CHICAGO (CBS) — Epilepsy, cerebral palsy, and a lung condition are just some of the health issues one 9-year-old Chicago boy battles.
But despite notes from his doctor stating the boy is medically fragile and high risk for COVID-19, the Chicago Public Schools said he cannot attend classes virtually.READ MORE: Teen, 15, Shot In The Loop
CBS 2’s Tim McNicholas looked into the rigid requirements affecting him and hundreds of others.
The boy, Mason, knows a thing or two about challenges.
“I’ve overcome a lot of things,” he said.
His mom, Laurel Hensen, said he battles a myriad of medical conditions.
“He has epilepsy, cerebral palsy, a floppy airway,” Hensen said.
In the latest challenge, Mason is getting homeschooled by his mom while she juggles a full-time job.
They applied for the Chicago Public Schools Virtual Academy, and Mason’s doctor signed a form for them, explaining Mason’s “likelihood of severe complications from COVID.” But CPS denied the application, saying Mason “does not meet the requirements of eligibility for medically fragile status.”READ MORE: CTA Bus Driver Beaten Near Millennium Park
“I said, ‘I want to know who denied this – what was their reason for denying this?’ and I heard nothing,” Hensen said.
She said if Mason went to school and caught COVID there, the consequences would be very serious.
“If he was to contract COVID and spike a fever, he would be intubated pretty fast,” she said.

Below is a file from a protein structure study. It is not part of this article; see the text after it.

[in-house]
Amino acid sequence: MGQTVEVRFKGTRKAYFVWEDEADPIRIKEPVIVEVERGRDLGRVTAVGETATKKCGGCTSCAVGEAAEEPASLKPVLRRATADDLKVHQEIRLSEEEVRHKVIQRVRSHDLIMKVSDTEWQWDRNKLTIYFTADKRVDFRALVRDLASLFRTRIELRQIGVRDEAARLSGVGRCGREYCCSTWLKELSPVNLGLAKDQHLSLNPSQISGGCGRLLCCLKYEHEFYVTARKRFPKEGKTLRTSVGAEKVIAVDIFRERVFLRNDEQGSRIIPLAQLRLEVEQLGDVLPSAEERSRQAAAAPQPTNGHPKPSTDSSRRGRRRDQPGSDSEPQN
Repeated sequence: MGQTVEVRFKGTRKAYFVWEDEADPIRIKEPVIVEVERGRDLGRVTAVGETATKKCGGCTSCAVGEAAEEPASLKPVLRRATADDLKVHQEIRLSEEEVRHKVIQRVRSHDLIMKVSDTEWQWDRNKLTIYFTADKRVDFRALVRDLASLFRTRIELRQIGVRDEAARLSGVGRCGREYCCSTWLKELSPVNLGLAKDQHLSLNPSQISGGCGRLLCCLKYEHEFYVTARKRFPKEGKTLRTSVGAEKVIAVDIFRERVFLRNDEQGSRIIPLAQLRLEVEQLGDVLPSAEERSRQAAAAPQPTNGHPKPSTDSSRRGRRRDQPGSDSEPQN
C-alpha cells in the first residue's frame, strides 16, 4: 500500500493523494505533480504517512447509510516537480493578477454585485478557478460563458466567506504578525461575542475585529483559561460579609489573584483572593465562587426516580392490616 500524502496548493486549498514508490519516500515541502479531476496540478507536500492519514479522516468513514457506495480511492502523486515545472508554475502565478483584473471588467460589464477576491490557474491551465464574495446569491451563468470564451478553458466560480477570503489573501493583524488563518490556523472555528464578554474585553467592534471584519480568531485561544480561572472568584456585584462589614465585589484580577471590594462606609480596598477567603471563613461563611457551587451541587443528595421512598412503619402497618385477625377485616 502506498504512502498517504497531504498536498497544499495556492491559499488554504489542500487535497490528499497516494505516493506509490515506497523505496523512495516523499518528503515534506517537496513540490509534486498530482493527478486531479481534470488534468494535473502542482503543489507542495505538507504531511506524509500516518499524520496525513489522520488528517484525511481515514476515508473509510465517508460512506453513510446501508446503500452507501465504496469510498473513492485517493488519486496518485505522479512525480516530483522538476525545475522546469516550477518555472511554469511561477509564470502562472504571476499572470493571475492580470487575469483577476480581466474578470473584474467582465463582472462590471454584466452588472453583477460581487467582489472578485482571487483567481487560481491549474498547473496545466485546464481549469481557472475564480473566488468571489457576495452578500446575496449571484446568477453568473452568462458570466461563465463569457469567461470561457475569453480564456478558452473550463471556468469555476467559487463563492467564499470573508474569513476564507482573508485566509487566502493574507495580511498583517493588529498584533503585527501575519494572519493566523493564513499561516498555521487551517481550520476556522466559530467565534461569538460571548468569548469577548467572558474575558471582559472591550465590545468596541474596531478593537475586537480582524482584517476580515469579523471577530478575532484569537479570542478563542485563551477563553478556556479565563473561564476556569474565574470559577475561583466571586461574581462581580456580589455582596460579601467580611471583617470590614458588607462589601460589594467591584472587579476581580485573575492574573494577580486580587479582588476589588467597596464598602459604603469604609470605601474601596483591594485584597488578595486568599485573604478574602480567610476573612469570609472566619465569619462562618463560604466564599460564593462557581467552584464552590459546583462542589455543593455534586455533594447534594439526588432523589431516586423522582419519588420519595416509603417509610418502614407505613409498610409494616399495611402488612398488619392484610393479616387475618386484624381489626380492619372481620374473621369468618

The district describes the Virtual Academy as a “fully remote learning option” for students who “qualify as medically fragile.” But we heard from several other families who are frustrated by denials – despite their doctors supporting their claim.
Many of them were confused about why they got denied and called on CPS to relax their rules.
“The virtual academy is there. It’s already set up. Why would you deny parents who had an M.D. sign off on something?” Hensen said. “It just doesn’t make any sense to me.”
Mason pounded his fist on the table for emphasis as he added: “This is unfair for the kids that got denied. They need to go to Virtual Academy.”
Now, Hensen pays a tutor to help out a couple hours per day. She says it’s all she can do to help him keep up.MORE NEWS: Oak Park And River Forest High School Ban On Activities Due To COVID Outbreak Sparks Outrage
The Chicago Public Schools told us that there is no set limit as to how many students can attend Virtual Academy. Yet, 356 students who applied were denied access to the program.